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Editorial
May 25, 2005

Noninvasive Coronary AngiographyHype or New Paradigm?

Author Affiliations
 

Author Affiliations: Cardiovascular Imaging Section, Departments of Cardiology and Radiology, Cleveland Clinic Foundation, Cleveland, Ohio.

JAMA. 2005;293(20):2531-2533. doi:10.1001/jama.293.20.2531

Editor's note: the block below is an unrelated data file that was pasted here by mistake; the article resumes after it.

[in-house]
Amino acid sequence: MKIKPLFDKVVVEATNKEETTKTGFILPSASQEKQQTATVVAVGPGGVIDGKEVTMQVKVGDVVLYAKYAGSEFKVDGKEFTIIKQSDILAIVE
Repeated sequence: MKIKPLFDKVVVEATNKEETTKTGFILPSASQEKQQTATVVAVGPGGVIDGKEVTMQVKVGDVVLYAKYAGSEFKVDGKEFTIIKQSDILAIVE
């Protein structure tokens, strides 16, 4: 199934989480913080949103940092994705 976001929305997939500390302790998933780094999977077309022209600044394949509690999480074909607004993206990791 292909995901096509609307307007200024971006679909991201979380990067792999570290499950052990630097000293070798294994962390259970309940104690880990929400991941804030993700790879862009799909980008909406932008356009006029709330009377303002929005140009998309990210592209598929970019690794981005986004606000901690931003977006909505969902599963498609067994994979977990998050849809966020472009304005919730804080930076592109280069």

When Sones inadvertently performed the first coronary angiogram in 1958,1 he could not anticipate the profound future implications of that event. Four years later, when he reported his experience with more than 1000 procedures,2 the technique was still considered experimental and was dismissed by many leading authorities in cardiovascular medicine. Yet, the introduction of coronary angiography started a new era, leading to the rapid development of coronary artery bypass graft surgery and percutaneous revascularization for the routine management of ischemic heart disease. Four decades later, more than 2 million angiographic procedures are performed annually in the United States alone.3 Although invasive coronary angiography clearly has led to improved outcomes, it also has contributed to greater expenses in health care cost,3 limiting its potential to become more widely available. This has led to a growing interest in the scientific community in the development of less expensive, noninvasive alternative methods for evaluating coronary anatomy.

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